Ads via The Deck
Nameplate set in Beausite. Your typeface could be next. Learn more.

Font Sells Ice Cream, Ice Cream Sells Font

Typographica  on June 17, 2005

Oxtail font in ice cream adFor a type designer, the release of a font is a very heady moment. After hundreds of hours of work, carefully fine-tuning each curve and kern, he releases his baby into the wild, to be grabbed and used by graphic designers at any skill level. At that moment, he relinquishes all control of his creation. It will be stretched, squashed, beveled, mechanically obliqued, and adorned with ill-advised strokes, filters, and drop shadows. It will likely be used to advertise products or ideas the type designer deplores.

That’s why nothing can bring a type designer more joy, once his font is released, than to see it used well. Even more exciting is to see it used in ways he never expected.

I can imagine Stefan Hattenbach beaming with such joy last month when he saw his typeface on TV. With their delicious ads for Carte D’Or, McCann Erickson has made Stefan’s Oxtail the spokesfont for specialty ice cream. Concurrently, nothing could be a better promotion for the font itself. See one of the spots below — and more at Stefan’s foundry site, MAC Rhino.

Quicktime video — 3.3MB, 30 sec. — click on chocolatey image to play

See also: Hattenbach’s Rhino is Loose


  1. Stephen,

    Thanks a bunch for mention this story. And yes I’m very happy with the execution of course. Btw for those who wonder… the other film on my site, is to be found in the news section.


  2. Chris Rugen says:

    Wow, what a great spot. Type-centric and very, very well matched.

    I’m going to go eat chocolate ice cream and flip through specimen books now. Nice type, Stefan.

  3. kc! says:

    What Macintosh applications would be best used to create stunning motion-graphics Type-treatments like that? I am working on a a project that requires some elegant, subtle movement and precise placement of text in conjuction with music and video and I can’t seem to find a sophisticated solution.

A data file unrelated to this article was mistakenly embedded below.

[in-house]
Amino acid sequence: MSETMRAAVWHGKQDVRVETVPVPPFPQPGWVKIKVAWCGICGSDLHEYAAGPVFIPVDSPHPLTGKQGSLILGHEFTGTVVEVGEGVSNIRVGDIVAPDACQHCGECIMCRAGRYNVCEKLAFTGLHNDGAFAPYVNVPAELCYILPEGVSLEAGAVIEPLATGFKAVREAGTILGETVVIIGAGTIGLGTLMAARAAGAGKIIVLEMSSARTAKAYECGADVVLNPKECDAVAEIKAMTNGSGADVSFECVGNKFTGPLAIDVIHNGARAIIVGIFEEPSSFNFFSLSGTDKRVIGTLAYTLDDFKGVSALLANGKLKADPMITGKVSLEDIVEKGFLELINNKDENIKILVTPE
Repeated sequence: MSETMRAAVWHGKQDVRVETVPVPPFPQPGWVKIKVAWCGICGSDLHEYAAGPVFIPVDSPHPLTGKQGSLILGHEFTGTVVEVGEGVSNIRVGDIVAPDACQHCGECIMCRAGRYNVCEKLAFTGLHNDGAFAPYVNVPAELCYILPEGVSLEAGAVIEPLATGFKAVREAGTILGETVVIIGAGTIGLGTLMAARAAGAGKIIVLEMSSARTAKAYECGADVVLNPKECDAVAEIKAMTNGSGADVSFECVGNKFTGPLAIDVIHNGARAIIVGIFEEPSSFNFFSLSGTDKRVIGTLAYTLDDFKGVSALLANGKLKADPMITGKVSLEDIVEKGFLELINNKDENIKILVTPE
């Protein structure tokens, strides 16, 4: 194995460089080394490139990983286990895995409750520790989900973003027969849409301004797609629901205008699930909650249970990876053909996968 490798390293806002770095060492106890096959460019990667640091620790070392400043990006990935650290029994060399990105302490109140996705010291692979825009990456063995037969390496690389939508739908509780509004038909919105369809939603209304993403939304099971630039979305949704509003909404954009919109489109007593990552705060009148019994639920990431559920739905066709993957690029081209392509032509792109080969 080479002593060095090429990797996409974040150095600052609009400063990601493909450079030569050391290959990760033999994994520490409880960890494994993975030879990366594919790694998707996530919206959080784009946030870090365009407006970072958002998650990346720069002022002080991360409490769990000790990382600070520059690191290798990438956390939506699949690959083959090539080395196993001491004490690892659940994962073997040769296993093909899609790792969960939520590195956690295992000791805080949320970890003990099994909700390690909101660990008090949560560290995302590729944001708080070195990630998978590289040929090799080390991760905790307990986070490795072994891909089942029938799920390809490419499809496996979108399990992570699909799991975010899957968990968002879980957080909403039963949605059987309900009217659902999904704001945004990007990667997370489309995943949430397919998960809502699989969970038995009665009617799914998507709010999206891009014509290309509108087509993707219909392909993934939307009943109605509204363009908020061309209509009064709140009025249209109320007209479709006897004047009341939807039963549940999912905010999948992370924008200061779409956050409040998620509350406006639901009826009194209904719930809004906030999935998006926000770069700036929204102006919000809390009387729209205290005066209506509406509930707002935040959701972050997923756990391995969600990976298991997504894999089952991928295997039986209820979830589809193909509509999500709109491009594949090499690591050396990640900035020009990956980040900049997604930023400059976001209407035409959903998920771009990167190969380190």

ANy ideas?

  4. Chris Rugen says:

    I used to use Adobe After Effects for that kind of thing. Not sure if it’s still the standard (it’s been about 4 years since I did any kinetic type).

  5. gassit says:


    I think that Motion might be what you are looking for.

  6. kc! says:

    I have a feeling that both of those programs are probably similarly great! Thank you. I have tried After Effects (both v3 and a demo 6.5) and although I am an Adobe-junkie, cannot seem to figure out how to use it. Therefore, I am going to try and find a demo copy of Motion and try my luck at that.

    Thanks. Any other suggestions would be great… oh, and I forgot to comment: Oxtail is a WONDERFULLY delicious typeface, BTW.

  7. Zach Fine says:

    There’s a trial version of Motion available for download here:

    The app works best with a very high-end graphics card, as it really works that GPU. It doesn’t hurt to have a fast CPU and lots of RAM either.


Post a Comment

Comments at Typographica are moderated and copyedited, just like a “Letter to the Editor” in a newspaper. Abusive or off-topic comments will not be published. Compliments are appreciated, but will not be published unless they add to the conversation. Thank you!

Recently Commented

Typographica is a review of typefaces and type books, with occasional commentary on fonts and typographic design. Edited by Stephen Coles with Caren Litherland and designed by Chris Hamamoto. Founded in 2002 by Joshua Lurie-Terrell. Relaunched in 2009 by Coles and Hamamoto.

Set in Bureau Grot by Font Bureau, Nocturno Display by Nikola Djurek, Fern (unreleased) by David Jonathan Ross, and JAF Bernini Sans by Tim Ahrens.

Brought to you by this month’s nameplate sponsor, Fontspring, MyFonts, FontFont, Wordpress, Fused, and the letter B. Read our editorial policy.